24 Million entries and I need to what?

S. Dale Morrey sdalemorrey at gmail.com
Sat Dec 28 01:59:50 MST 2013


Yep the experiment itself is a bad idea.
Still if you had 25 million distinct entries each 32 bytes long and you
needed the fastest lookup and comparison time possible, what would you use?

FYI putting 24 million distinct entries into a single directory even /tmp
completely corrupted my file system to a point it wouldn't even boot.  I'm
trying to figure out how that's possible.  My understanding was that /tmp
isn't supposed to persist after a reboot, but everything was there anyways
(near as I could tell).  Took an hour to rm -rf that directory from a
recovery disk.


On Sat, Dec 28, 2013 at 1:27 AM, Levi Pearson <levipearson at gmail.com> wrote:

> On Fri, Dec 27, 2013 at 11:12 PM, Joshua Marsh <joshua at themarshians.com>
> wrote:
> > On Fri, Dec 27, 2013 at 7:54 PM, Levi Pearson <levipearson at gmail.com>
> wrote:
> >>
> >> Is helping someone further along the wrong path
> >> really helpful?
> >
> >
> > It sounded to me like he was experimenting, which is great. I don't feel
> > like that's a wrong path. The collision attacks I've studied all were
> > discovered through iterations of analysis and experimentation.
>
> Experimentation is essential, but part of that is figuring out the
> *right* experiment to do and knowing how to analyze the result.
> Misguided experiments are at best a waste of time, and at worst a
> source of false assurance about the subject under experiment.
> Furthermore, coming up with good experiments is *hard*, certainly
> harder than running this particular one, and so advice regarding the
> experiment itself can be correspondingly more helpful.
>
> Given your knowledge of cryptography and the 256-bit variant of SHA-2,
> can you think of any useful information that could be derived from the
> experiment in question? Do you think it's a useful experiment for
> determining the correctness of a SHA-2 implementation? You are almost
> certainly more knowledgeable about cryptography than I am, and I'll
> defer to your judgement if you would consider this particular
> experiment to have any value beyond the sort of "hard knocks" learning
> you get from wasting a lot of time on bad experiments. From what I can
> see, though, the experiment will provide *no* usable information
> unless a collision is actually discovered. That's vanishingly unlikely
> to happen if the implementation is correct, but is also highly
> unlikely for an implementation that is incorrect, but not blatantly
> so.
>
> > I'm fairly certain that I'm not the only one on this list with more than
> a
> > hobbyists knowledge of cryptography. If he simply wanted to know about
> the
> > correctness of an implementation of SHA-256 he probably could have asked
> > and gotten the answer. I'm not saying that anything you have said about
> > cryptography is wrong. I just find it ironic that you are calling
> everyone
> > out for their inability to answer the question when it seems to me like
> > you've tried to answer a question he never had.
>
> I didn't call anyone out for inability to answer a question. I
> suggested that it was clear there was some fundamental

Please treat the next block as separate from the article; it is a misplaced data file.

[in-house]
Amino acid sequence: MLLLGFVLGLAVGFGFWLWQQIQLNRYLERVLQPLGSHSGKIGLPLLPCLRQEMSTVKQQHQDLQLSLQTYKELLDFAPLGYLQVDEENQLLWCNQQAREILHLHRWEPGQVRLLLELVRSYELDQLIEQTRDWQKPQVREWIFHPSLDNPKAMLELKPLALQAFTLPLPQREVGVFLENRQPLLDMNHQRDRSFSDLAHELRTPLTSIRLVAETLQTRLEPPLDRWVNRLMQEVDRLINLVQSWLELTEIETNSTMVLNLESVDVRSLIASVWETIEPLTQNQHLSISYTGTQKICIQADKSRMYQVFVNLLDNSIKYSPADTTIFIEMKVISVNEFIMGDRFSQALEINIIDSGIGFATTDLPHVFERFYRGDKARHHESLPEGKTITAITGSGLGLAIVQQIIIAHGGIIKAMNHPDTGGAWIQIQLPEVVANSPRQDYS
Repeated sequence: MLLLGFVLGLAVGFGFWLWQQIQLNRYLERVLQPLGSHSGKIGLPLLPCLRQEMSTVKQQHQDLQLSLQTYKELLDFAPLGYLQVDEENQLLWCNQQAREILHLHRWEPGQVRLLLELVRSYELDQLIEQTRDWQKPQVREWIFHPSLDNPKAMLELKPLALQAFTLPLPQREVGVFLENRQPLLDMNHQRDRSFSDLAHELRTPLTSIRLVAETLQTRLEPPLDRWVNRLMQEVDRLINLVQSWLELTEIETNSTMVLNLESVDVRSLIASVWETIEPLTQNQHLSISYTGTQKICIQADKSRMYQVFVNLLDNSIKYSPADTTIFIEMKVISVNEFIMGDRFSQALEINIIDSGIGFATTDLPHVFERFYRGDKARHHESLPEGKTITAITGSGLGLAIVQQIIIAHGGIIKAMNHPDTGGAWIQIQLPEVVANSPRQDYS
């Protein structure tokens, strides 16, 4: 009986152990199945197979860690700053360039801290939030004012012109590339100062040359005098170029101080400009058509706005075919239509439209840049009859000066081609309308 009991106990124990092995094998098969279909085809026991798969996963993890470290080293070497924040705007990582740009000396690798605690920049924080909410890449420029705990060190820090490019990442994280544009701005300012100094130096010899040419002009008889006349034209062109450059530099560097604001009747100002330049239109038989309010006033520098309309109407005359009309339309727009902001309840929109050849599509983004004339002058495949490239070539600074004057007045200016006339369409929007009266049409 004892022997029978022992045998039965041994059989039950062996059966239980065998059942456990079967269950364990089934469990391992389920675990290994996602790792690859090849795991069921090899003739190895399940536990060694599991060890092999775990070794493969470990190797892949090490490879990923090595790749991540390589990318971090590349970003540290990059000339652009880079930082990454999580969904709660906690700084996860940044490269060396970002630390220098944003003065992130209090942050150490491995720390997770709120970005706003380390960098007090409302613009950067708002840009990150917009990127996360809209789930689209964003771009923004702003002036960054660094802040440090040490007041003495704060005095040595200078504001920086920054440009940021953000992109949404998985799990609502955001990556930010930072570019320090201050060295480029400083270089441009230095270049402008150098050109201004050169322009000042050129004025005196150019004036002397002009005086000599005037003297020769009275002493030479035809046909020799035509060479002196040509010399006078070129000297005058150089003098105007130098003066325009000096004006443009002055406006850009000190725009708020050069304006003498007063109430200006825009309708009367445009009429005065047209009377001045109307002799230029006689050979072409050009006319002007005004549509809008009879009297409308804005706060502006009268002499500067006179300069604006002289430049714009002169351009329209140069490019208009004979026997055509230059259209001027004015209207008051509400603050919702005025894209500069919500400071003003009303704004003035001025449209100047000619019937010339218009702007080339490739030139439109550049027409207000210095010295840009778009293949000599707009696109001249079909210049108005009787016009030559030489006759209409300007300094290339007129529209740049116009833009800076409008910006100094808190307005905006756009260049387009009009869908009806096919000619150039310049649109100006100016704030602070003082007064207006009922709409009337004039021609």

> misunderstanding about the usefulness of the experiment being set up,
> and that it's far more *helpful* to root out and correct the
> misunderstanding than it is to give correct answers on how to run a
> bad experiment more quickly. I do recognize that this is a debatable,
> but it ought to be clear now which side I stand on.
>
> If you read what I've written, I have nowhere provided any "answers"
> to unasked questions.  I pointed out that the answers that others had
> given were not going to be *helpful* in any experiments devised to
> answer the *stated questions*, which turned out to be stated, if not
> inaccurately, at least vaguely. And in response the *actual question*
> was clarified, and now it's even more apparent that the experiment was
> poorly devised to investigate the question!
>
> We all have gaps in our reasoning at times and sometimes start off in
> bad directions, and it's very helpful to have someone who notices this
> point it out before too much effort is expended in the wrong
> direction. Not everyone listens to this sort of advice, but it's nice
> to have it there in case the questioner is prepared to take it and
> save some time and effort.
>
> So, you may think that my approach seems rude, but so far it seems to
> me that it's produced more information about the actual goal of this
> enterprise and has put everyone in a better position to offer sound
> advice. Of course, I admit it's possible that Dale has again left out
> some details that, if revealed, would show how the proposed experiment
> makes sense. Maybe he's also got some good reasons for being
> tight-lipped about the details. But based on the information given, I
> stand by my judgement that this is a poor experiment and much better
> one could be devised based simply on the nature of functions and
> algorithms instead of hard-to-quantify properties of this specific
> function.
>
> If anyone finds me asking a question that reveals (or seems to reveal,
> even) an underlying misunderstanding, I hope that they'll take the
> time to help me identify what's wrong with the question (or how I
> asked it) instead of just answering the poorly founded question.
>
>     --Levi
>
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